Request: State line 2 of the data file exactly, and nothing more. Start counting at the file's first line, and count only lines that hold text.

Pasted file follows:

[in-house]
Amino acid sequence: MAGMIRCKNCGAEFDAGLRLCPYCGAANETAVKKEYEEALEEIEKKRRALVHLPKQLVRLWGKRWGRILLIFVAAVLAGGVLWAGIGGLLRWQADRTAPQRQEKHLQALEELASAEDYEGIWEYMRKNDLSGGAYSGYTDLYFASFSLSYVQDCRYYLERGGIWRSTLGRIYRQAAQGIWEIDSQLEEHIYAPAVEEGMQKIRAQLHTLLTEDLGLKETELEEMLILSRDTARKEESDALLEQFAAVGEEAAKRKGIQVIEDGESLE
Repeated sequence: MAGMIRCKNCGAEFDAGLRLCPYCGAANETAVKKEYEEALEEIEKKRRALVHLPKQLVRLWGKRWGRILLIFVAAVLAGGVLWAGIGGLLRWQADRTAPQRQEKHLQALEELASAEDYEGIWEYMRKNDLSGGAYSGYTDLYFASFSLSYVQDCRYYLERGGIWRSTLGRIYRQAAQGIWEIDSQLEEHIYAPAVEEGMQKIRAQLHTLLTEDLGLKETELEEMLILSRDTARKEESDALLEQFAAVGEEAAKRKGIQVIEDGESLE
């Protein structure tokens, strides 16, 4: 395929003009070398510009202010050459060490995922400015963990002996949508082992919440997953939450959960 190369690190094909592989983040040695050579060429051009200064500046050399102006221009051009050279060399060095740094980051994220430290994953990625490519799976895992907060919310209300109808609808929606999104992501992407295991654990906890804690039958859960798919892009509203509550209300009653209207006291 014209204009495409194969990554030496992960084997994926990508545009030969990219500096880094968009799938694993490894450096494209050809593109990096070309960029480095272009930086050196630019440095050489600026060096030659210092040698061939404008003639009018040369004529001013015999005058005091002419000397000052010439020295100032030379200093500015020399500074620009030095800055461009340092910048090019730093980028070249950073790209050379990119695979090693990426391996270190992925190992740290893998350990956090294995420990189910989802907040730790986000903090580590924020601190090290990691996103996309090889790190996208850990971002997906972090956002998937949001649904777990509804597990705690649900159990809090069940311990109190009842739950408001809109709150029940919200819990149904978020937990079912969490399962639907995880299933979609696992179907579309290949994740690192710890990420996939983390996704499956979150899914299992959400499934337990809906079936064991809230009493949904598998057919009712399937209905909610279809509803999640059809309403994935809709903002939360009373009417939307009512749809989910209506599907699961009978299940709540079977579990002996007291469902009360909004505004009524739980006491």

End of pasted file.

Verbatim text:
Amino acid sequence: MAGMIRCKNCGAEFDAGLRLCPYCGAANETAVKKEYEEALEEIEKKRRALVHLPKQLVRLWGKRWGRILLIFVAAVLAGGVLWAGIGGLLRWQADRTAPQRQEKHLQALEELASAEDYEGIWEYMRKNDLSGGAYSGYTDLYFASFSLSYVQDCRYYLERGGIWRSTLGRIYRQAAQGIWEIDSQLEEHIYAPAVEEGMQKIRAQLHTLLTEDLGLKETELEEMLILSRDTARKEESDALLEQFAAVGEEAAKRKGIQVIEDGESLE